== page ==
I submitted for my loan on Wednesday evening and it's now Sunday evening and I still don't have my money (and I need to pay my morgage back payments by tomorrow in order t…o keep my home) so I can tell you that it could take as long as 5 days and maybe longer. A coworker tells me that he got his money in 3 days but tht was a few years ago. From what I understand, it all depends on when they receive the money from selling fund(s) or something like that. It'd suggest calling ML before you request the loan and ask if they can give you a specific time - but I wouldn't count on getting a very good answer. Sorry I couldn't be of more help.
To determine your 401K balance, allocation, and contribution history, you should first contact your Human Resources Department. They will most likely direct you to an onli…ne portal for your Plan Sponsor. If you have not accessed this information before, you may need to register for this access. Upon receiving a log-in and Password, you should be able to track your 401K information as often as you like.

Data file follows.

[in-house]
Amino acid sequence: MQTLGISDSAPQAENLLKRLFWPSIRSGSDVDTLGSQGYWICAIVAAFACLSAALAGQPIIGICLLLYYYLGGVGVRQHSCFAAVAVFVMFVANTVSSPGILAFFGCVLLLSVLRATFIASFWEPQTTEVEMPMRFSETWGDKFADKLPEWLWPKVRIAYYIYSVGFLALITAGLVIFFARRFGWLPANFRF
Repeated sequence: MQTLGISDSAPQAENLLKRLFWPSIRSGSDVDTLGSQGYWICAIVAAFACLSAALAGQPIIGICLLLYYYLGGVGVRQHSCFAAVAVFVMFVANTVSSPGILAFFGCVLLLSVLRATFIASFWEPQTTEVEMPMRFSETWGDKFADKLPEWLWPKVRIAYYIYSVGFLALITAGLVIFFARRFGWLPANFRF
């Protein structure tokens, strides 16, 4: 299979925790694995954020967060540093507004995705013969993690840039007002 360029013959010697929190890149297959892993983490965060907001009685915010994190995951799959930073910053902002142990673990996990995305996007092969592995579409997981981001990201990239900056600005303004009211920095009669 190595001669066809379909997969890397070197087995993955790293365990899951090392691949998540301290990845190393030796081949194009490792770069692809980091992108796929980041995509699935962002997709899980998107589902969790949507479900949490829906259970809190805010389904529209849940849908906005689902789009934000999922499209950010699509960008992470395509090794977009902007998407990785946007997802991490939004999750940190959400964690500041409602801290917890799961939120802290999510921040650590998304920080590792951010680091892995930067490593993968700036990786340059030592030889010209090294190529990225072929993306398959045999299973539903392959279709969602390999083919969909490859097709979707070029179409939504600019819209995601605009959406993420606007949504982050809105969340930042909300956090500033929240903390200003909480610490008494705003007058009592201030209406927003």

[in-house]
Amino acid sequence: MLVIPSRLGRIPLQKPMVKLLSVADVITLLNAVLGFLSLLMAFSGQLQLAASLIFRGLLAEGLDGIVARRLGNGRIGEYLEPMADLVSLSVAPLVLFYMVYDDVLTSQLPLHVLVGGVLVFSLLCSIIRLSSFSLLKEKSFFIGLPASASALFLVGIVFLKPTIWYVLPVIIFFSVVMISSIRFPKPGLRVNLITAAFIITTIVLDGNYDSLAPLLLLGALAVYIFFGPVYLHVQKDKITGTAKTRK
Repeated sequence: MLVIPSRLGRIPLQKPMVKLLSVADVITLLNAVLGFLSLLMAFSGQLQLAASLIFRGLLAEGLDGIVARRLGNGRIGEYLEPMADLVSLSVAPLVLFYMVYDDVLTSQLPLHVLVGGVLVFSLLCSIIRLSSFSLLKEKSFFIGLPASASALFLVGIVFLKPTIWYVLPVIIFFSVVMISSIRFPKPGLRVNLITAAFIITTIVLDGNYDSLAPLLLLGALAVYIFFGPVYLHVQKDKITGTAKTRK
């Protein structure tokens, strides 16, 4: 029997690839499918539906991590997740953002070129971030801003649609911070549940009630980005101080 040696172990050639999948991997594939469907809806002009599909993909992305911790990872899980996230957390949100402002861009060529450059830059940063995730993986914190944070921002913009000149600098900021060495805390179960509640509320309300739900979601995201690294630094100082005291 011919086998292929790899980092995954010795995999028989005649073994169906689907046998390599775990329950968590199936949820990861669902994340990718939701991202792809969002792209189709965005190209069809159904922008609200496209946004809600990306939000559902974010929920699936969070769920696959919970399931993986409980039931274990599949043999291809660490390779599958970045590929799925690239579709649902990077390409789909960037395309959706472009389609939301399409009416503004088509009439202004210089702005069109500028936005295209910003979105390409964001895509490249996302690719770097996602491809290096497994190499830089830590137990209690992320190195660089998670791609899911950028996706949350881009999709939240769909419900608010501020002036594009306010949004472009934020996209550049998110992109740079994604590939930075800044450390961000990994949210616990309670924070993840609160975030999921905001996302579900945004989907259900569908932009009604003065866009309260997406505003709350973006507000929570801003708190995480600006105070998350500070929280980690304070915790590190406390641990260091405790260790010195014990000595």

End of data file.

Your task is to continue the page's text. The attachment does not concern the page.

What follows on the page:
Yes you can. it would be half of what you took out on the amount of your first loan. the interest is the same. take my advise...only take the loan if you really need it and pa…y back as soon as possible. I had to do it because I was overwhelm with high credit card interest. I caught up and pay back early. it's your money, you can do whatever you want Tiffani